Nicole Thompson, The Canadian Press
When Kelly Lopes learned back in the spring that the Ontario government was ordering her teenaged children to stay home from school for their own safety but expected them and their parents to continue going to work, fear and anger set in almost immediately.
In the seven months since then, however, the grocery store cashier said those emotions have given way to a numbness she said is sustaining her as she battles through the COVID-19 pandemic in Ontario's hardest-hit region.
She said that as the second wave has swelled to shocking heights in Brampton, Ont., her job has gotten harder and customers have gotten more combative.
"A lot of us are burnt out," Lopes said Friday. "I get that we're not paramedics or first responders, but we're still a huge essential to a country that needs to eat. Without us being here, how do you get your food?"
Peel Region, just west of Toronto, has led the province in COVID-19 cases per capita for weeks now, with upwards of 180 new weekly cases per 100,000 residents — nearly triple the rate of the province as a whole.
Brampton makes up less than half of Peel's population, but accounts for more than 60 per cent of its COVID-19 cases.
Lopes said the fear she feels working on the front lines is compounded by customers who push back when she reminds them to keep a distance or wear a mask.
"We're tired. We're numb. We're overworked. We're frustrated, because it's not our rules," she said. "We're just trying to keep everybody else safe."
And data from Peel suggests that workplaces like Lopes' have some role to play in the virus's spread.
Dr. Adalsteinn Brown, a public health expert involved in preparing the province's COVID-19 projections, said Thursday that the virus is hardest to control in regions such as Brampton where households are larger and there's a higher proportion of essential service workers.
"These are long-standing structural factors here," he said. "These are not transient things related to the pandemic that drive these much higher rates of infection."
A quarter of all households in Brampton consist of five or more people, compared to less than 10 per cent of households provincewide, according to the latest census. And just 12 per cent of Bramptonians live alone, the census data shows, compared to nearly a third of Torontonians.
Meanwhile, Peel Public Health said there have been 137 workplace outbreaks of COVID-19 in the region since the pandemic began. A full third of those were in manufacturing or warehouse settings, while 14 per cent were in retail and 11 per cent were in food processing.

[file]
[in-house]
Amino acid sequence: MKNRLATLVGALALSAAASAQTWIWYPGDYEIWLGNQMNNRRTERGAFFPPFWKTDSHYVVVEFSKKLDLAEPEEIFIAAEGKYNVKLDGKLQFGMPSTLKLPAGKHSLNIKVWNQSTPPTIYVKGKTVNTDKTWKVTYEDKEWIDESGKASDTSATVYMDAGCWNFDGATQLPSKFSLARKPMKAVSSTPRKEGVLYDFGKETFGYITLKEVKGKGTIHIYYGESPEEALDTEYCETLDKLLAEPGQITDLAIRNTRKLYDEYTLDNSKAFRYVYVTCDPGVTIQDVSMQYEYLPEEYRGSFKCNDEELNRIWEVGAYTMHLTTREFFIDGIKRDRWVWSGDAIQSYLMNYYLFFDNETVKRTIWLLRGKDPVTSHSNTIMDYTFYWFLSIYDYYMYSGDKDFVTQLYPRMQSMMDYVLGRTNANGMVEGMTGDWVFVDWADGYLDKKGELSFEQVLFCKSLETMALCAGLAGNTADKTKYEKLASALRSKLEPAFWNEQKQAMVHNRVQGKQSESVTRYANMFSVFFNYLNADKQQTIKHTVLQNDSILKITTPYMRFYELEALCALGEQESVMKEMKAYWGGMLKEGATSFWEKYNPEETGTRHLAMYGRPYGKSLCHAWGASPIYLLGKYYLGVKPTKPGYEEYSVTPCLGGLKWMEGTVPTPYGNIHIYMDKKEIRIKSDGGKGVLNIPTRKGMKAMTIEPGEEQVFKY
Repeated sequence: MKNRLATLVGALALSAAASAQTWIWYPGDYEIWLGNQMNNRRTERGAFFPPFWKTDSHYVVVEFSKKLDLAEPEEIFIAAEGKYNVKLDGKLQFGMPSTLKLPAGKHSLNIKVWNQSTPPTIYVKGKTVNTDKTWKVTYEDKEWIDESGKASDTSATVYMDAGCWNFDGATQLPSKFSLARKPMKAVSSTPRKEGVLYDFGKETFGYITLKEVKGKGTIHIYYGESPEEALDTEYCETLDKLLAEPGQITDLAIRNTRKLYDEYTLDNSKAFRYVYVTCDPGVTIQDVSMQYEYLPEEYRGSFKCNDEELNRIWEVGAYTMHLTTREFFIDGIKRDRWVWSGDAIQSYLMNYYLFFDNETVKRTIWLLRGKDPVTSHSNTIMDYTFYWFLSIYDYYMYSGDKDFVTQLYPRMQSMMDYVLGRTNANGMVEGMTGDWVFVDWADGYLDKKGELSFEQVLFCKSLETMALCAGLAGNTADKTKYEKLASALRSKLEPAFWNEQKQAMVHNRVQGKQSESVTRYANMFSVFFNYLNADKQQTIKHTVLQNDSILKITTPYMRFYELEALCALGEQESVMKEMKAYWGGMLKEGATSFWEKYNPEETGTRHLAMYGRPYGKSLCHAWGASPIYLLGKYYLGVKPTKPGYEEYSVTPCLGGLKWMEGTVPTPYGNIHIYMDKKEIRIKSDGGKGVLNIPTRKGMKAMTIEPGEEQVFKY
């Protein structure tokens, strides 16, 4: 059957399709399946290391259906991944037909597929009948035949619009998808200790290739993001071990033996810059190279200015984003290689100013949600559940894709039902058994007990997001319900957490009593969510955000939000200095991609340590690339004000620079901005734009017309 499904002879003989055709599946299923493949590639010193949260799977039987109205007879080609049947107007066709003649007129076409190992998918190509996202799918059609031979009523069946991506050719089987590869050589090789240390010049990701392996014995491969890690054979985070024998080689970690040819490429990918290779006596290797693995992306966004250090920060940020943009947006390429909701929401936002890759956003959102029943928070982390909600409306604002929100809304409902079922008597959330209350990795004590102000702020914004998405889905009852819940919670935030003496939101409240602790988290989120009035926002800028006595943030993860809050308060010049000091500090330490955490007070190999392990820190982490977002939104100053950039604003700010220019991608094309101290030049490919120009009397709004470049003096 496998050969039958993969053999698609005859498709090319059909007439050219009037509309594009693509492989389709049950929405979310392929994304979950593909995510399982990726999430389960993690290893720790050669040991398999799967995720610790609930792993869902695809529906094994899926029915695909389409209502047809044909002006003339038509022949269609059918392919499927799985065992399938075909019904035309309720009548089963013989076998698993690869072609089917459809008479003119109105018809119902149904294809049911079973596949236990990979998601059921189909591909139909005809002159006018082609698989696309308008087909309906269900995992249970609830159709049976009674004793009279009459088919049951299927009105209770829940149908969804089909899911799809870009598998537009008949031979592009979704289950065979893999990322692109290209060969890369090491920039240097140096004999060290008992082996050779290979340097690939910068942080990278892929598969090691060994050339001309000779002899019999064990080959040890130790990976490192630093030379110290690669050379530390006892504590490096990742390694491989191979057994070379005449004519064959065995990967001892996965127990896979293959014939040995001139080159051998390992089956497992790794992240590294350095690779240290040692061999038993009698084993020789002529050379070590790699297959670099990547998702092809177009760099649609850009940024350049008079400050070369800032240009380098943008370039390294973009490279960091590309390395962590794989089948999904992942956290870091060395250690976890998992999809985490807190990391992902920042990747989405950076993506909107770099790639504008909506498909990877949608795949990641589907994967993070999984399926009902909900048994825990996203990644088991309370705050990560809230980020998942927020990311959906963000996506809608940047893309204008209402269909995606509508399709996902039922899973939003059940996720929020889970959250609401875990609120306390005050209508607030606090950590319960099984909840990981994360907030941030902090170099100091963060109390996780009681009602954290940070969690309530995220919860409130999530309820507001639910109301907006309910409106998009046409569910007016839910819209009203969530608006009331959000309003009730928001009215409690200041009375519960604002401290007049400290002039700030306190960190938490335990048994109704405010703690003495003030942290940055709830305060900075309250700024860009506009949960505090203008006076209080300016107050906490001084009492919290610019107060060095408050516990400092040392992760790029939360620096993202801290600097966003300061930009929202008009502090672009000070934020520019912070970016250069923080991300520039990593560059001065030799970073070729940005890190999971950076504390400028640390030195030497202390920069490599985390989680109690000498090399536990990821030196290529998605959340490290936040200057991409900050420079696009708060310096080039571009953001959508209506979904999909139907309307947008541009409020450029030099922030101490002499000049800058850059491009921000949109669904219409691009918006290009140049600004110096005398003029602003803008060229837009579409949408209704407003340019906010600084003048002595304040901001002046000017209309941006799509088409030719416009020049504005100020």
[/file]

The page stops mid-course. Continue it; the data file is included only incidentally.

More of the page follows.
Brampton has a disproportionately large number of people who work in the manufacturing industry, said Gagandeep Kaur, an organizer with the Warehouse Workers Centre.
The city is home to numerous Amazon "fulfilment centres" and other large-scale warehouses.
Kaur said she's heard from workers that it's hard to maintain physical distance while moving around some of those warehouses.
But she said seeking safer employment isn't a simple matter, noting many workers are new immigrants to Canada trying to get on their feet.
"If you are a new hire in that facility, and you are a new immigrant in this country, your priority at that time is not the working conditions or what the employer is offering, because you have a family to feed or you have bills to pay," she said.
Dr. Farah Mawani, a social and psychiatric epidemiologist, said that's the sort of systemic racism that has put racialized people — and particularly new immigrants — at greater risk during this pandemic.
"We know that there's a very high portion of racialized immigrants who are highly trained and skilled, but very underemployed. So they're forced to work in manufacturing because they can't get other jobs," she said."
She said the issue is even worse for temporary foreign workers, whose migration status is tied to their employment at a certain company.
If they complain about poor working conditions, Mawani said, they risk losing not only their income but their place in Canada.
Brampton Mayor Patrick Brown said he feels his city has been unfairly maligned by those who grouse about high rates of COVID-19 without examining the root causes.
"There needs to be a bit of appreciation for the sacrifice that a lot of our essential workers are taking on," he said.
"When you think about it, if you go to a grocery store, wherever you are in Canada, the likelihood is that someone from Brampton has helped process that food."
He said essential workers in the city need greater support from the provincial and federal governments, while the city itself requires its own COVID-19 isolation centre.
Ottawa announced Thursday that it would open such a facility in Mississauga, Ont., another part of Peel Region.
But Brown said that's a 40 minute bus ride away for some of Brampton's more vulnerable residents, many of whom don't have cars.
"An isolation center is useful when people can't afford to rent a hotel room for 14 days, or they don't have a place where they can safely isolate," he said. "So I want to make sure that we have that support."